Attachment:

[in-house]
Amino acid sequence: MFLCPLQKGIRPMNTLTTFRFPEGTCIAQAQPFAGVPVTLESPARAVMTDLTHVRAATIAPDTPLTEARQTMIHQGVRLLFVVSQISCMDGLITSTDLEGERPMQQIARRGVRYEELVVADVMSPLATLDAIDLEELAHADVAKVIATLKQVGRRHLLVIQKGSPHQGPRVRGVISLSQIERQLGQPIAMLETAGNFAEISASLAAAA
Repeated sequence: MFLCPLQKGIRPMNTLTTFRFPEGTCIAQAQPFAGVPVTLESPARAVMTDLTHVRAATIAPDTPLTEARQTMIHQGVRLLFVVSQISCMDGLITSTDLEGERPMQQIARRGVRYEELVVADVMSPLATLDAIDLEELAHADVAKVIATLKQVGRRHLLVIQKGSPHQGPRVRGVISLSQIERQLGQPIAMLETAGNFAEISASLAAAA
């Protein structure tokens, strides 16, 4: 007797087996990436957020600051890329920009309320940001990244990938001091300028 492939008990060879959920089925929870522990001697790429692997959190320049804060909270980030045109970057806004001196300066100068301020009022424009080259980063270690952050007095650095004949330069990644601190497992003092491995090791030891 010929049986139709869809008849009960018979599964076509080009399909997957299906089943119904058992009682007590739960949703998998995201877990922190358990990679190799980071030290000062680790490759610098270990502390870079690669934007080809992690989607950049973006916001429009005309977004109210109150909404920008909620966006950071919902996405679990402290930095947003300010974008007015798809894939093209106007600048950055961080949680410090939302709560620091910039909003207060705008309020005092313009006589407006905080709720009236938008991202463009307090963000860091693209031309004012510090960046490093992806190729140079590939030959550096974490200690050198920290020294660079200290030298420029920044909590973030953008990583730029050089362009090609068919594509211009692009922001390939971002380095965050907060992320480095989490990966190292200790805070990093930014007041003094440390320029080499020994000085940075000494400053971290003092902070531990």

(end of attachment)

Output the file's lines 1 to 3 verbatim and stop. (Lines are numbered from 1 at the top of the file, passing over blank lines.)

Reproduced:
[in-house]
Amino acid sequence: MFLCPLQKGIRPMNTLTTFRFPEGTCIAQAQPFAGVPVTLESPARAVMTDLTHVRAATIAPDTPLTEARQTMIHQGVRLLFVVSQISCMDGLITSTDLEGERPMQQIARRGVRYEELVVADVMSPLATLDAIDLEELAHADVAKVIATLKQVGRRHLLVIQKGSPHQGPRVRGVISLSQIERQLGQPIAMLETAGNFAEISASLAAAA
Repeated sequence: MFLCPLQKGIRPMNTLTTFRFPEGTCIAQAQPFAGVPVTLESPARAVMTDLTHVRAATIAPDTPLTEARQTMIHQGVRLLFVVSQISCMDGLITSTDLEGERPMQQIARRGVRYEELVVADVMSPLATLDAIDLEELAHADVAKVIATLKQVGRRHLLVIQKGSPHQGPRVRGVISLSQIERQLGQPIAMLETAGNFAEISASLAAAA